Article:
The doctrine on which the district court relied had its origin in The West Grama, 1924 A.M.C. 1444 (S.D.N.Y.1924), in which then-District Judge Augustus Hand concluded that the SIAA provision repealing earlier inconsistent laws foreclosed application of the Anti-Assignment Act to the SIAA:
The language of the [SIAA] is sufficiently sweeping ․ to allow the courts of admiralty to enforce against the Government claims transferred by assignment which may be asserted against all other persons. I can see no reason why a broad statute enabling suits to be brought against the Government, accompanied by a provision that all other acts inconsistent therewith are repealed, should be limited by the terms of [the Anti-Assignment Act].
Id. at 1446 (emphasis added). In 1946, Judge Caffey issued a series of short opinions that relied principally on The West Grama and arrived at the same conclusion. Seaboard Fruit Co. v. United States, 73 F.Supp. 730 (S.D.N.Y.1946); Seaboard Fruit Co. v. United States, 73 F.Supp. 731 (S.D.N.Y.1946); Seaboard Fruit Co. v. United States, 73 F.Supp. 732, 732-33 (S.D.N.Y.1946).3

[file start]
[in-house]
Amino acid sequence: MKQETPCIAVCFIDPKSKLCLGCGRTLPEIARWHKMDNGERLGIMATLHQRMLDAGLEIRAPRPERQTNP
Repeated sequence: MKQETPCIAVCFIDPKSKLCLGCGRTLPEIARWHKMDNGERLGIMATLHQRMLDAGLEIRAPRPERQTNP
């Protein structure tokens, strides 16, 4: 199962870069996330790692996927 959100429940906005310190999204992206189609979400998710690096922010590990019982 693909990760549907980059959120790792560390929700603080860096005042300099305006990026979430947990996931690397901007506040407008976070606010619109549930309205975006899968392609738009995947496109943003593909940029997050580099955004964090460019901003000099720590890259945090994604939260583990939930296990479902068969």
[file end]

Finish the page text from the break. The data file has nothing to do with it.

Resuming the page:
Three years later, Judge Rifkind tested this hypothesis in Ozanic v. United States, 83 F.Supp. 4 (S.D.N.Y.1949), reviewing the Seaboard Fruit cases, The West Grama, and the authorities on which those cases had relied. Id. at 7. He observed that other courts had found that the Anti-Assignment Act may apply to suits under the Tucker Act, 28 U.S.C. § 1346(a)(2), and to the FTCA, id. §§ 1346(b), 2671-2680, notwithstanding the circumstance that the Tucker Act, like the SIAA, contains a repealer of inconsistent laws. Ozanic, 83 F.Supp. at 8. Judge Rifkind wrote: